Sales and profitability.

Money talks, and sales and profit margins are typically the forefront of the conversation when discussing whether or a restaurant is succeeding. It typically takes a restaurant around two years to start turning a profit, and certain metrics can help a restaurant determine if it is heading in this direction. Sales KPIs can help restaurants set clear objectives to meet bottom line goals.

Customer experience.

Poor customer reviews and low retention rates are a quick way for a restaurant to slide downhill. On the flipside, glowing reviews and loyal customers allow a restaurant to thrive and bring in new customers through word of mouth. KPIs can measure these factors and the overall customer experience. If the customer experience is rated low, this will also affect sales and profitability indicators.

Marketing KPIs.

In the digital day and age, it can be helpful to see what form of marketing is most effective for your restaurant. Many marketing options exist, including social media, paid ads, emails, texts, and various promotions. Depending on your restaurant's customer demographic, certain marketing options will be better than others. KPIs can show what marketing tactics performed the best, and allow your restaurant to only spend money and time on these. 

Sales KPIs

Tracking sales key performance indicators is crucial for restaurant owners and managers. Many owners and managers may check one or two sales KPIs, but this does not give them a comprehensive view. With many costs to keep track of, like food and beverage ingredients, labor, rent, kitchen equipment, and more, it is crucial to measure this against revenue and profits.

Gross profit and break even point.

Gross profits is how much money your restaurant has made after subtracting the COGS (cost of goods sold) from the total revenue. All restaurants will refer to this indicator when trying to meet profit goals. On the other hand, the break-even point is more relevant for new restaurants, second locations, or when buying new kitchen equipment. This indicator refers to the sales required to make back an investment. Therefore, a gross profit is an indicator that is more important for established restaurants that have existed for at least two years, and the break-even point is crucial for newer or expanding restaurants.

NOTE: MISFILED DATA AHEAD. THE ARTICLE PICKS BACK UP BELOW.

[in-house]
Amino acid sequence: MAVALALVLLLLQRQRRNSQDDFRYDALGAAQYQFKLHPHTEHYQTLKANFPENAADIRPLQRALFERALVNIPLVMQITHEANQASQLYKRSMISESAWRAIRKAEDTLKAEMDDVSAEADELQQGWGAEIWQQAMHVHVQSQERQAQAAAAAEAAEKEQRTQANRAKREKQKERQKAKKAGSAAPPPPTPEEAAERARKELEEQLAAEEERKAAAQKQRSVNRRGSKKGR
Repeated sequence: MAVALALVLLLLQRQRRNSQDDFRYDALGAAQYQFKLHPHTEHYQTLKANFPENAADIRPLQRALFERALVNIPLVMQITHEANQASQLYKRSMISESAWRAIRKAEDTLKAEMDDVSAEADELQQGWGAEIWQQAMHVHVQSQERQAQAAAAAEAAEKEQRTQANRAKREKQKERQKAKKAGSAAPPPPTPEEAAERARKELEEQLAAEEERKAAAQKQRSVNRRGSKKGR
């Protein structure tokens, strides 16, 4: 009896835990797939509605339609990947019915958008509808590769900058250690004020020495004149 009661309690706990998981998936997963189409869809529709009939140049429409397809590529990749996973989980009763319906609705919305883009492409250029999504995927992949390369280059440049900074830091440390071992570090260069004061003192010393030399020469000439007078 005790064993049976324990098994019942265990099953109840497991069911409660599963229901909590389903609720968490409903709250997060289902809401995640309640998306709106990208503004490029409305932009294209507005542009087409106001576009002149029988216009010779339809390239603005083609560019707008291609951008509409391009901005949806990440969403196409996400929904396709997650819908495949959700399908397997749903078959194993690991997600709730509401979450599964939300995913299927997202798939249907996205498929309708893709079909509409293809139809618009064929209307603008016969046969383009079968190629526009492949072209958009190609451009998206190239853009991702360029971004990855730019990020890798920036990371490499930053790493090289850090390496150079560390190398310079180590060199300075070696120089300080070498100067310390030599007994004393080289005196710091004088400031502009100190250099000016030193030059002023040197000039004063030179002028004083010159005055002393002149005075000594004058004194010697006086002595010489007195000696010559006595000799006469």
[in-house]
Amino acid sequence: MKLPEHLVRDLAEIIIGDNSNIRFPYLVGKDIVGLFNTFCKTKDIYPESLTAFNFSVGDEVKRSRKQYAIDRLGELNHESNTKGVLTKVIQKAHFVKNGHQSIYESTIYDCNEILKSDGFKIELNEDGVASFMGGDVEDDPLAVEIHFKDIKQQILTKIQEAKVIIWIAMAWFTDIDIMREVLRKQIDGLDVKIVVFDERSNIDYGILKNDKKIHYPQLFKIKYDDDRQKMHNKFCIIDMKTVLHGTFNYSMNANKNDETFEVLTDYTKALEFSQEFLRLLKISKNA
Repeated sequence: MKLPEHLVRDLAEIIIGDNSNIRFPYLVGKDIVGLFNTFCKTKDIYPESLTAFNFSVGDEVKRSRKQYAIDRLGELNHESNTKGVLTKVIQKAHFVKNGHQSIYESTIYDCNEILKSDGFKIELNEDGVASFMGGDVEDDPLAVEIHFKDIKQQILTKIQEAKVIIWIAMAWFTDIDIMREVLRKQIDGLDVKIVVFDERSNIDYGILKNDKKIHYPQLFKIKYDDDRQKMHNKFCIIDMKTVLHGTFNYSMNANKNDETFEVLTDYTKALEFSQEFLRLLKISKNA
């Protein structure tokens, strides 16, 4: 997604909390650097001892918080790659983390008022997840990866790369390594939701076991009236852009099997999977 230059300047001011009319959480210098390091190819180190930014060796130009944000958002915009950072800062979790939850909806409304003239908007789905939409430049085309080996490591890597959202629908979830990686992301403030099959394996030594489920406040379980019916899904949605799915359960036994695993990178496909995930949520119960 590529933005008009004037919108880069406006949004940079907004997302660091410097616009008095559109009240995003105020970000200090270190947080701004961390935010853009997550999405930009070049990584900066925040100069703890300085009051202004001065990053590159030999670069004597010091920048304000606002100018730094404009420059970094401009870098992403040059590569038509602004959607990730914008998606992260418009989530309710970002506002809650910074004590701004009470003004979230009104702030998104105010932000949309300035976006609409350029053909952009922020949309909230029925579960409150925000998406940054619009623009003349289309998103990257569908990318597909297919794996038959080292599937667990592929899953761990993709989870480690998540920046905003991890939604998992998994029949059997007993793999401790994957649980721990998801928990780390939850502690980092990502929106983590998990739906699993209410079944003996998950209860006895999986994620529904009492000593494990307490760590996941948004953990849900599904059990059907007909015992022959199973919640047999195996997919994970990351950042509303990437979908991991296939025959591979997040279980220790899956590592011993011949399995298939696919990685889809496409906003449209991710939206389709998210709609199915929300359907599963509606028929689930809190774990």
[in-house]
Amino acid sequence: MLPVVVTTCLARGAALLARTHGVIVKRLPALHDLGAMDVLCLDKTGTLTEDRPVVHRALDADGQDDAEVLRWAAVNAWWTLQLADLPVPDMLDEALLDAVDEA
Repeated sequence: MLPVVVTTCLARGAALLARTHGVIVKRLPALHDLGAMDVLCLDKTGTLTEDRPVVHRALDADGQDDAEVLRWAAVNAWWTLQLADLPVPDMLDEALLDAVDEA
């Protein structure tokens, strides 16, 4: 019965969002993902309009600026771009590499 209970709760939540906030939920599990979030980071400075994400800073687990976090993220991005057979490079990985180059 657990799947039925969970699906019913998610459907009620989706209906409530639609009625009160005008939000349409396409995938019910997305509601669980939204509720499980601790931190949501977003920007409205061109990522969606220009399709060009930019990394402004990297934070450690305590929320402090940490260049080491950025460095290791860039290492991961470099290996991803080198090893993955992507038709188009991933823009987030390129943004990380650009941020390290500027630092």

Gross Profit = Total Sales - COGS
Break Even Point = Total Fixed Cost

Cash flow.

Simply put, this indicator refers to the amount of cash flowing in and out of a restaurant. Of course, positive cash flow is what you want. This is considered one of the most important KPIs, and something that a restaurant should check on a regular basis. 

Cash Flow = Cash Input- Cash OutputExample of what COGS might look like over a year.

Example of what COGS might look like over a year. Source: Fathom, 2020

COGS.

COGS stands for cost of goods sold, which refers to what it costs to create your restaurant's menu items. Restaurants report spending the most on food costs, so this indicator can help inform how much your restaurant is actually spending. Food waste can cause a restaurant to unnecessarily lose a lot of money, so checking this metric often can help prevent that. 

Cost of Goods Sold

Labor cost.

Following ingredients, labor is cited as the second highest cost for restaurants. Therefore, you’ll want to calculate the sales-per-labor-hour (SPLH). This is the amount of money you’re bringing in during the average hour worked. Scheduling staff should be based on certain gathered data, like peak hours, holidays, days of the week, weather, etc.  If SPLH is not where you want it, focus on ensuring that your FOH (front of house) staff is well-trained, and encourage the team to upsell. Visualize every hour worked at your restaurant as a small goal that adds up to your larger, end-of-day, week, or month goal.